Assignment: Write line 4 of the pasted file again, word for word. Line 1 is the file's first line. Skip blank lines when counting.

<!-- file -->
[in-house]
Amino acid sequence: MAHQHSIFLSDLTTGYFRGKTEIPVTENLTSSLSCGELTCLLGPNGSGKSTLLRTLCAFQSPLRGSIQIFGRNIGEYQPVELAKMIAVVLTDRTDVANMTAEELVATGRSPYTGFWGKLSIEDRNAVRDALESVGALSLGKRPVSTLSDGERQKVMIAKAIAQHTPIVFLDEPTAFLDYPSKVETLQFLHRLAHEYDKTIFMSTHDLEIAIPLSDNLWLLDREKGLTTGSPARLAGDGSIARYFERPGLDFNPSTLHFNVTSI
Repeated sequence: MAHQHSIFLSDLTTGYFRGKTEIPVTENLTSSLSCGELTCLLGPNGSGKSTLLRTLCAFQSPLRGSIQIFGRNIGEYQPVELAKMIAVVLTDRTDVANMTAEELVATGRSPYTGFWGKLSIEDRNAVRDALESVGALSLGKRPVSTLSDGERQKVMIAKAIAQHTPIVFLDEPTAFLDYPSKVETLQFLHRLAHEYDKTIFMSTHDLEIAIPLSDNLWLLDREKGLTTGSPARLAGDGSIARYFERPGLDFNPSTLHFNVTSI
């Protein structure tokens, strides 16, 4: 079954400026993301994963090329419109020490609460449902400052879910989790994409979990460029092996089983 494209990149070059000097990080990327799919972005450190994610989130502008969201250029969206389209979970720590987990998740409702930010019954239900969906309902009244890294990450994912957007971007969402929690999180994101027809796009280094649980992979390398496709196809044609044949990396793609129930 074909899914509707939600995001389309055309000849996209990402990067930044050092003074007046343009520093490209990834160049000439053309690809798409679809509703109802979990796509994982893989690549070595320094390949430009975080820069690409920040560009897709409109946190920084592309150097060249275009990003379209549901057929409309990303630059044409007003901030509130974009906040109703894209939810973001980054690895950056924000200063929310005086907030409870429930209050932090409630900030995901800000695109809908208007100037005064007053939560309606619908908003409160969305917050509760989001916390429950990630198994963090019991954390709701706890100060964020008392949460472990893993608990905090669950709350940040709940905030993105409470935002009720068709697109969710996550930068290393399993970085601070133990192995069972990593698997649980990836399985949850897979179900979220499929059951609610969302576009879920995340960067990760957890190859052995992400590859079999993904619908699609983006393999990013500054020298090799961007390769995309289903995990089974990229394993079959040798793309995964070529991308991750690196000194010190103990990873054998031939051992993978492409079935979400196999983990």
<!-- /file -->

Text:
């Protein structure tokens, strides 16, 4: 079954400026993301994963090329419109020490609460449902400052879910989790994409979990460029092996089983 494209990149070059000097990080990327799919972005450190994610989130502008969201250029969206389209979970720590987990998740409702930010019954239900969906309902009244890294990450994912957007971007969402929690999180994101027809796009280094649980992979390398496709196809044609044949990396793609129930 074909899914509707939600995001389309055309000849996209990402990067930044050092003074007046343009520093490209990834160049000439053309690809798409679809509703109802979990796509994982893989690549070595320094390949430009975080820069690409920040560009897709409109946190920084592309150097060249275009990003379209549901057929409309990303630059044409007003901030509130974009906040109703894209939810973001980054690895950056924000200063929310005086907030409870429930209050932090409630900030995901800000695109809908208007100037005064007053939560309606619908908003409160969305917050509760989001916390429950990630198994963090019991954390709701706890100060964020008392949460472990893993608990905090669950709350940040709940905030993105409470935002009720068709697109969710996550930068290393399993970085601070133990192995069972990593698997649980990836399985949850897979179900979220499929059951609610969302576009879920995340960067990760957890190859052995992400590859079999993904619908699609983006393999990013500054020298090799961007390769995309289903995990089974990229394993079959040798793309995964070529991308991750690196000194010190103990990873054998031939051992993978492409079935979400196999983990």